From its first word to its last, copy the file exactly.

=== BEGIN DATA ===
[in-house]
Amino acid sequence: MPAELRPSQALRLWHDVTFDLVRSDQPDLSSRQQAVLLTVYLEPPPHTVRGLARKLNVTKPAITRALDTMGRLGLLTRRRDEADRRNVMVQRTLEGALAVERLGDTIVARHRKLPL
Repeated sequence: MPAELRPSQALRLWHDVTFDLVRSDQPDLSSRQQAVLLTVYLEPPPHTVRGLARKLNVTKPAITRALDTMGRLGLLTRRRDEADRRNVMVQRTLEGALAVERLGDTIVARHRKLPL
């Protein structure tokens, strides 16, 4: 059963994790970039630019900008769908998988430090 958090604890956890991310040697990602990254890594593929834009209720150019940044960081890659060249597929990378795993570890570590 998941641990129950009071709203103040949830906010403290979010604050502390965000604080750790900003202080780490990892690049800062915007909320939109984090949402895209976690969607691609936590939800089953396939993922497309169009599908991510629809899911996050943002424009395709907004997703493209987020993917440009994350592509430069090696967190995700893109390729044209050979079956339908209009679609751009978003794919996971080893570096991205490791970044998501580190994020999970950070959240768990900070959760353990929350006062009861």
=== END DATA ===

[in-house]
Amino acid sequence: MPAELRPSQALRLWHDVTFDLVRSDQPDLSSRQQAVLLTVYLEPPPHTVRGLARKLNVTKPAITRALDTMGRLGLLTRRRDEADRRNVMVQRTLEGALAVERLGDTIVARHRKLPL
Repeated sequence: MPAELRPSQALRLWHDVTFDLVRSDQPDLSSRQQAVLLTVYLEPPPHTVRGLARKLNVTKPAITRALDTMGRLGLLTRRRDEADRRNVMVQRTLEGALAVERLGDTIVARHRKLPL
């Protein structure tokens, strides 16, 4: 059963994790970039630019900008769908998988430090 958090604890956890991310040697990602990254890594593929834009209720150019940044960081890659060249597929990378795993570890570590 998941641990129950009071709203103040949830906010403290979010604050502390965000604080750790900003202080780490990892690049800062915007909320939109984090949402895209976690969607691609936590939800089953396939993922497309169009599908991510629809899911996050943002424009395709907004997703493209987020993917440009994350592509430069090696967190995700893109390729044209050979079956339908209009679609751009978003794919996971080893570096991205490791970044998501580190994020999970950070959240768990900070959760353990929350006062009861």